Smith County Horticulturist
It was a beautiful, sunny afternoon — not a cloud in the sky. The air was still, almost stifling, when suddenly, “Craaack! Wham! Thud!” You look around and there is a very large pecan limb lying (hopefully) in the middle of the lawn. A close inspection of the broken ends reveals no clues as to what happened to make this large branch unexpectedly break and fall. The break was right in the middle of the branch, and there is no sign of insects, borers or decay. What happened?
About all one could do is to selectively remove or thin out smaller, crowded branches attached to long branches to lighten the overall weight of the limbs. Even removing a few secondary branches can significantly lighten the load on a branch. Long branches can also be shortened, but do not stub them back indiscriminately. Cut back to another branch.
Shortage of Nutrients. This can cause pecans to drop at any time during their development, but most of these drops occur in August and early September as the nuts are rapidly growing and filling. Drops due to a shortage of nutrients will always be greatest on heavily loaded trees. In many cases, the nutrient-deficient nuts that drop will be abnormally small on the basal or stem end. Nitrogen and zinc are the most commonly deficient nutrients in pecans. Good fertilization practices starting in early spring are needed to avoid this problem.
Soil Moisture Stress
Regular, soaking irrigations (preferably weekly) are needed to avoid stress-related drops. Apply at least 1 to 2 inches per watering when using a sprinkler (measure with a rain gauge, tin can etc.) or water for 8 to 10 hours per application with a drip system. Remember that the tree's root system extends out to and well beyond the ends of the branches. This is where the active roots are — not near the base of the trunk.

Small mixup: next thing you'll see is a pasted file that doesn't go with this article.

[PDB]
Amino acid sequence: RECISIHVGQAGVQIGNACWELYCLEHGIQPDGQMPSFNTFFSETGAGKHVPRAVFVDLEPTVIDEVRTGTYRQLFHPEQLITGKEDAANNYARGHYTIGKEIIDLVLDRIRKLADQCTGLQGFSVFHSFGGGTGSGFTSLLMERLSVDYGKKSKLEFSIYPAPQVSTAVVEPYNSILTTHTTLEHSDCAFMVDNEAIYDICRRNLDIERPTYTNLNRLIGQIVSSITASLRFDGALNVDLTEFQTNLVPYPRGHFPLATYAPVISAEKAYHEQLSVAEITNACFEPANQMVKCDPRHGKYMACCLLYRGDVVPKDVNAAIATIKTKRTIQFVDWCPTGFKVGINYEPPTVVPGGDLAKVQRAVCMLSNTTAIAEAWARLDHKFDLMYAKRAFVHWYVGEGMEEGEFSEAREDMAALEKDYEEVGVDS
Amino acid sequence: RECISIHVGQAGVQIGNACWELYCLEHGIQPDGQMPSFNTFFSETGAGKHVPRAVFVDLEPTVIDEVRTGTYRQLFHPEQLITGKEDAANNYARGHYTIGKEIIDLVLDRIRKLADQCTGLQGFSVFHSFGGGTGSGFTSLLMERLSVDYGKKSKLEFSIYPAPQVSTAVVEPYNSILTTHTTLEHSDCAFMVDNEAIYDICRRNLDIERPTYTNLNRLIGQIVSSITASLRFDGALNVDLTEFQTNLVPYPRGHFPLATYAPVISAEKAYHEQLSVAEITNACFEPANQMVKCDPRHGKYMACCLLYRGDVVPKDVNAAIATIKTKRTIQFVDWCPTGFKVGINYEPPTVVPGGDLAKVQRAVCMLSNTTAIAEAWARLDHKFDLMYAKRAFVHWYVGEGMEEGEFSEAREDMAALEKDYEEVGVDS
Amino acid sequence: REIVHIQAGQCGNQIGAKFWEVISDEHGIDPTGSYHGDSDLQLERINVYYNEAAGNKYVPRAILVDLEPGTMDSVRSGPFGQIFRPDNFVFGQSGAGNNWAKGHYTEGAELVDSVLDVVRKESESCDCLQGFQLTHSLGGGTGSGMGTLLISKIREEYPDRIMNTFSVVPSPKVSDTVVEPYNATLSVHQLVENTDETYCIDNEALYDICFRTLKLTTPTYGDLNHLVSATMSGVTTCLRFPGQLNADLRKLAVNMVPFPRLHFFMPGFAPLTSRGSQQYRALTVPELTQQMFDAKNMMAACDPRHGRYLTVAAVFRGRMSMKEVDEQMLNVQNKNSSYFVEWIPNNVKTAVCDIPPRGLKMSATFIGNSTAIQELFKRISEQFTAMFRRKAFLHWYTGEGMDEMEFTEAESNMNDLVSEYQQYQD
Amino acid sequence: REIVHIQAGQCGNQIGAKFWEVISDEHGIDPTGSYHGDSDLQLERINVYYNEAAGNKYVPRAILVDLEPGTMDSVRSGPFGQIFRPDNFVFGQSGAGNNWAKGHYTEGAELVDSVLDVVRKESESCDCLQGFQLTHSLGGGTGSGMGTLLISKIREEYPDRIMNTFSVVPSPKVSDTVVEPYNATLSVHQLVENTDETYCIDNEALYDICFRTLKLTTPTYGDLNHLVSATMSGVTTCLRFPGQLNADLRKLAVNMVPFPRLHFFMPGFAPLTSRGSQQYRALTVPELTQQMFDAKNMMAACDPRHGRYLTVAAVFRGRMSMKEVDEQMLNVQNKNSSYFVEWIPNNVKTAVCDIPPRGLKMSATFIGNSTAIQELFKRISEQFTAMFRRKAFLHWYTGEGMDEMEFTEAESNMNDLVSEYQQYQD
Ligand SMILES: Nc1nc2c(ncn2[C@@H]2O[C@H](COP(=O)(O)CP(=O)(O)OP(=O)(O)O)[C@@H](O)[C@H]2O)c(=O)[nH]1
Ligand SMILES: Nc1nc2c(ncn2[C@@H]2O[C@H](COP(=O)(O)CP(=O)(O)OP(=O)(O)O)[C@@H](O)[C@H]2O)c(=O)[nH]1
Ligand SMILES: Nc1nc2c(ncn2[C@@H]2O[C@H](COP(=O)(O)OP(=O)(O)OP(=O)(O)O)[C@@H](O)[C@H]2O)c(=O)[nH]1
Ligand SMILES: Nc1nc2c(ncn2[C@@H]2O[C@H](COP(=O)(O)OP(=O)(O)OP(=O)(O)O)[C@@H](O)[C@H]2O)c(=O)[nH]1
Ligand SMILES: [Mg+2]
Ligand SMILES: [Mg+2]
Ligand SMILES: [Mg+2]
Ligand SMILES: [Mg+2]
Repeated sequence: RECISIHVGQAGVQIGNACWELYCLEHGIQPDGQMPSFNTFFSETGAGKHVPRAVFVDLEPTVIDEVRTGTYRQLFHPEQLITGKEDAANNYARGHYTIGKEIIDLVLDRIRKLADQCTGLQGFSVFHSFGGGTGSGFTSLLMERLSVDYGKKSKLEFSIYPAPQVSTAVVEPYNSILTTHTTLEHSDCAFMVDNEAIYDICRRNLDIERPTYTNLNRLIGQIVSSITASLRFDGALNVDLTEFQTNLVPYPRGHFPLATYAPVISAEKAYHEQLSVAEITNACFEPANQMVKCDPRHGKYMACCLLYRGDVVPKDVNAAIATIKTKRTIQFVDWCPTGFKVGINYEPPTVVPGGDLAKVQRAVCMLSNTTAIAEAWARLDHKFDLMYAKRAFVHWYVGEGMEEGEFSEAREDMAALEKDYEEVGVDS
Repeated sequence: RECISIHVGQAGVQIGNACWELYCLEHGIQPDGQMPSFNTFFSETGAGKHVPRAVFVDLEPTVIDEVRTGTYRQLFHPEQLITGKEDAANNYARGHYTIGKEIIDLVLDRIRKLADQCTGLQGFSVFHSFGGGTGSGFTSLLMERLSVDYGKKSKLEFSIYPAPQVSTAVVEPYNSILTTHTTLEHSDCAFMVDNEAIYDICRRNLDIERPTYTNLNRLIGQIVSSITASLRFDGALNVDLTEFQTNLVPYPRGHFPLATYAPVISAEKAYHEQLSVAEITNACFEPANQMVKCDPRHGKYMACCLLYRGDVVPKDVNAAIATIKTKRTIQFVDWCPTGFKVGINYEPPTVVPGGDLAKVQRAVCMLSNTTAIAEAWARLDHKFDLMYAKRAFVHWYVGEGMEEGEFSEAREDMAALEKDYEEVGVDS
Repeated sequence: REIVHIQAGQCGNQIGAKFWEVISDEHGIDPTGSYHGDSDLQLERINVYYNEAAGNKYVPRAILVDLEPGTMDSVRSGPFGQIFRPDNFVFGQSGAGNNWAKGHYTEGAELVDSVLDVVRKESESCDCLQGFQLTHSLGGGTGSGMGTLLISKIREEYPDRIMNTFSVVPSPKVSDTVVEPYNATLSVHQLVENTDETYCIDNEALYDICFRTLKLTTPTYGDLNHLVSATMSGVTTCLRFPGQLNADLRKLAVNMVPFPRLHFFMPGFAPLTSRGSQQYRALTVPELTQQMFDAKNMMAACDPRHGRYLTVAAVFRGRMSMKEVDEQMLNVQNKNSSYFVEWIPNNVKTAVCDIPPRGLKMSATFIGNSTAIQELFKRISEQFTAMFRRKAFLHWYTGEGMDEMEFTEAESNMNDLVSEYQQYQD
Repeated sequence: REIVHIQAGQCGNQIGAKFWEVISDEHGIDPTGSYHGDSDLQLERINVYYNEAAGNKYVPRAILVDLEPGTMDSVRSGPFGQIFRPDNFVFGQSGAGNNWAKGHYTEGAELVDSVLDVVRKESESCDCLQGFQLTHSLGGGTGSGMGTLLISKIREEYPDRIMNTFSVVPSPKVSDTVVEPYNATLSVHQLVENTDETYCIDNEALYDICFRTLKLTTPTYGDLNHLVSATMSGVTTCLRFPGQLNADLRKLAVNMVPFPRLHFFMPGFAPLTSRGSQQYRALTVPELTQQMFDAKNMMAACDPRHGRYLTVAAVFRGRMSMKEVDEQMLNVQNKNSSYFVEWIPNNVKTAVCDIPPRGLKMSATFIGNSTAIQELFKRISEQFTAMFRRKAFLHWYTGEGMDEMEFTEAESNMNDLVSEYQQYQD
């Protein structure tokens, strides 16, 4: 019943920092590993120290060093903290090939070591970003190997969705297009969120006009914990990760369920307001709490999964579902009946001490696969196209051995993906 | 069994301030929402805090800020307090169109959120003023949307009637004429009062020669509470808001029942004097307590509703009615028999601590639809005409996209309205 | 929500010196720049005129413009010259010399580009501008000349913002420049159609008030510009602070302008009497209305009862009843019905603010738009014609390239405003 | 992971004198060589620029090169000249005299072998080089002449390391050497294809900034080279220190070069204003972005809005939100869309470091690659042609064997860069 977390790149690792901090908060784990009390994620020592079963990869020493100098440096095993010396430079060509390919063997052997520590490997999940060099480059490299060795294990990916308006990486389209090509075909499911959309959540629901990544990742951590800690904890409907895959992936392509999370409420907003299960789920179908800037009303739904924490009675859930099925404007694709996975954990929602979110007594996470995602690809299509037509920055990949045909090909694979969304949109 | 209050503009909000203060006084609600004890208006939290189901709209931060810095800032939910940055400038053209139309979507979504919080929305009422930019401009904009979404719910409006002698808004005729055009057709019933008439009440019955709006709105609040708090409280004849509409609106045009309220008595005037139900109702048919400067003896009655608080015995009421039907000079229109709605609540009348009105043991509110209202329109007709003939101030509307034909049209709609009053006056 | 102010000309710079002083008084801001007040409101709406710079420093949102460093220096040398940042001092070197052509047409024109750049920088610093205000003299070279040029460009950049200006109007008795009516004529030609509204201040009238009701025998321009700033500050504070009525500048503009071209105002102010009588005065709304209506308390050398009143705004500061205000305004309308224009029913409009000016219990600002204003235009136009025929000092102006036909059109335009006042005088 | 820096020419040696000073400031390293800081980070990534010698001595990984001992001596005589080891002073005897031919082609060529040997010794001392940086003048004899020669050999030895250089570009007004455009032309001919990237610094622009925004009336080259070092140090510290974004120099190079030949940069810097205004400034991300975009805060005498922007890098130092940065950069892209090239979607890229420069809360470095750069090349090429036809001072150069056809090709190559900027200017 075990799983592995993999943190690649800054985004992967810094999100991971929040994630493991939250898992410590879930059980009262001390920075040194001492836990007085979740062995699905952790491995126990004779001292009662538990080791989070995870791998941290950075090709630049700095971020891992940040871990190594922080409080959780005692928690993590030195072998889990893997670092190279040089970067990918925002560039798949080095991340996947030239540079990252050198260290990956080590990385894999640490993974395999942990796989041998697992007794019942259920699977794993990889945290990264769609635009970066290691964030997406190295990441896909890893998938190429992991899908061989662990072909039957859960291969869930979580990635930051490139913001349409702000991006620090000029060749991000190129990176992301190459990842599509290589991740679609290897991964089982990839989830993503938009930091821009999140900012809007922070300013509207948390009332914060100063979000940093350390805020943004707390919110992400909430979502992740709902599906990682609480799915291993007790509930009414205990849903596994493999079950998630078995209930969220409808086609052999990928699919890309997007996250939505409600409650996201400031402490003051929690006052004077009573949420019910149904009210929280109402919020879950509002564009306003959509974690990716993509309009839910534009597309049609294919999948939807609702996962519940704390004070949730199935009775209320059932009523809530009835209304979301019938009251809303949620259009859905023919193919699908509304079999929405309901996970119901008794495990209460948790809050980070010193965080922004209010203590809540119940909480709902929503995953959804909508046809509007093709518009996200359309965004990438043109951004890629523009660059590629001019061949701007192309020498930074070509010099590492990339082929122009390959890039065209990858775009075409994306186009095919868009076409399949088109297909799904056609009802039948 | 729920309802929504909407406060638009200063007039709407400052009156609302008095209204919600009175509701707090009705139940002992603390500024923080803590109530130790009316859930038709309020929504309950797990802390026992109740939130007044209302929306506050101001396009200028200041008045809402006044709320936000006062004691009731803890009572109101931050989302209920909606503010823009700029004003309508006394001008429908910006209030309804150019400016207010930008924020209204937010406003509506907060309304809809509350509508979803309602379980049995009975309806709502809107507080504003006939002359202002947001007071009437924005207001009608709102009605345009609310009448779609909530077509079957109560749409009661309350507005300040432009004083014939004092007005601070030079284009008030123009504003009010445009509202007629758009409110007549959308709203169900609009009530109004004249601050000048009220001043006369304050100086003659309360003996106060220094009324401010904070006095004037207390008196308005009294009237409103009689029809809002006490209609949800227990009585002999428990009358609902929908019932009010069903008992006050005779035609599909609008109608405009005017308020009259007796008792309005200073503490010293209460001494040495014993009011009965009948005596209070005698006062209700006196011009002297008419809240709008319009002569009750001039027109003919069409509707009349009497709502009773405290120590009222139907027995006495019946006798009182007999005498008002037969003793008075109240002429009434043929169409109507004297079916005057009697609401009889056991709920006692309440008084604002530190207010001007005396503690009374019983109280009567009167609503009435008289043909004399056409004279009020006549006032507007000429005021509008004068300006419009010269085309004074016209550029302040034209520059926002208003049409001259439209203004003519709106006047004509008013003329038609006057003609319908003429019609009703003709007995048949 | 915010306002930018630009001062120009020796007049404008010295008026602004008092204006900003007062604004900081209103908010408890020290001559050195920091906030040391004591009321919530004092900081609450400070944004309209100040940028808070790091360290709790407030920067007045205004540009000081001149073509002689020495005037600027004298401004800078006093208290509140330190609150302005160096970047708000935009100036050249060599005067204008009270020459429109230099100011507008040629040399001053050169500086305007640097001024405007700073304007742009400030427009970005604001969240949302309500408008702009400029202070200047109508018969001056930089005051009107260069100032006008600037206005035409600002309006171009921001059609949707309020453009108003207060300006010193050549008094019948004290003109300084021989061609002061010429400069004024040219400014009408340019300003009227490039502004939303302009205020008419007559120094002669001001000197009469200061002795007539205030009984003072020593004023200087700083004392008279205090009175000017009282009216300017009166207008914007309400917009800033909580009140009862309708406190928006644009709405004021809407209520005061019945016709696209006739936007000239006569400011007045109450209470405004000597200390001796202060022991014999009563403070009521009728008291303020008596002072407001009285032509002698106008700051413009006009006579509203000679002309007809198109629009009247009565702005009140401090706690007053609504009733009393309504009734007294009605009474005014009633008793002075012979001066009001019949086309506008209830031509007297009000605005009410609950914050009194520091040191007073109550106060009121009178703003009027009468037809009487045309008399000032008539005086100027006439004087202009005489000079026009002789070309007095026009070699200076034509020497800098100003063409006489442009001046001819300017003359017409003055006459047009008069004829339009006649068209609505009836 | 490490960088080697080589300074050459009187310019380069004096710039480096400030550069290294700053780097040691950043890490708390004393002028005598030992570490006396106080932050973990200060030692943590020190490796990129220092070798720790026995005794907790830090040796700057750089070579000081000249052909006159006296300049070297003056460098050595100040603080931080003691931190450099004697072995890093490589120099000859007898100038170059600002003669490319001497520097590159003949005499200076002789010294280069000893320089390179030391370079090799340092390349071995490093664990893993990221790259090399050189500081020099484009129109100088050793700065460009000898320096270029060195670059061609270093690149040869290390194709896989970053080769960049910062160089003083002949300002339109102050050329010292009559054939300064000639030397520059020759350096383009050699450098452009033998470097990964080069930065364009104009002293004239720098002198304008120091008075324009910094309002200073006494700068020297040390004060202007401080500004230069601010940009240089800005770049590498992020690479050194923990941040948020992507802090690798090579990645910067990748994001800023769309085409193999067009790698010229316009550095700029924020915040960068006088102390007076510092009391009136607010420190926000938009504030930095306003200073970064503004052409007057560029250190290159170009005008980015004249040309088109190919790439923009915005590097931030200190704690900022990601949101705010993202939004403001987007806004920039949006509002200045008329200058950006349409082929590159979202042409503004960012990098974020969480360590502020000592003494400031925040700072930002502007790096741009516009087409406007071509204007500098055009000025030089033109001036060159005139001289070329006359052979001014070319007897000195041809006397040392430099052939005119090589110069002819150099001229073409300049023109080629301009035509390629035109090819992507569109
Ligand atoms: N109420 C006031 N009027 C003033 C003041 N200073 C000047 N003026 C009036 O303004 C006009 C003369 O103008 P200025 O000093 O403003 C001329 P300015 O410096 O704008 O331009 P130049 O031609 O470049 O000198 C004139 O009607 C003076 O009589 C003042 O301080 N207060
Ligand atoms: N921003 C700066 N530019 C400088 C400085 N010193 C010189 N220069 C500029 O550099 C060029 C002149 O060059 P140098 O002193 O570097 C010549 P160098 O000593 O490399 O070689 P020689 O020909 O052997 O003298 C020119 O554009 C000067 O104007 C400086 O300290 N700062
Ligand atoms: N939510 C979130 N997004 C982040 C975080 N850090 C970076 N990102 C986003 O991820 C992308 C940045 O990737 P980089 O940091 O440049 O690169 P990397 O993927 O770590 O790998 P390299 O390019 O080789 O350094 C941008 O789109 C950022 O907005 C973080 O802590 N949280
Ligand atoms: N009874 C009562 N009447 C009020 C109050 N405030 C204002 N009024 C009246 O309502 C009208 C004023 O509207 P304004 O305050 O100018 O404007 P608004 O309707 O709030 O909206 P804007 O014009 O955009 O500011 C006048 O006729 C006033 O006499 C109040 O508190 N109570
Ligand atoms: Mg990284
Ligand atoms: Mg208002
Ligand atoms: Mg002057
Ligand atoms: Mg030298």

Nuts of certain tightly filled varieties, like Wichita and Cherokee, will split and drop in August and September if stressed excessively between irrigations. Also, very large varieties, like Mahan and Mohawk, are notoriously difficult to fill and poor nut quality often results in dry years when irrigation has been insufficient in August and September.
Stink bugs and their relatives suck sap from the nuts. They can be a continual problem throughout the summer. Damage prior to shelling hardening (mid-August) causes the nut to blacken internally and drop. Nuts injured after shell hardening mature with blackened, bitter tasting spots on the kernels.
Pecan scab is fungal disease that causes dark spots or lesions on leaves, twigs and the shuck of pecans. A severe infection can cause premature nut shed, particularly in August and September.
If all that weren't enough, at the end you still have to fight off the squirrels and crows for the maturing crop.
Keith Hansen is Smith County Horticulturist with the Texas AgriLife Extension Service. His web page is EastTexasGardening.tamu.edu His Blog is agrilife.org/etg Texas AgriLife Extension Service educational programs are open to all individuals without regard to race, color, sex, disability, religion, age or national origin.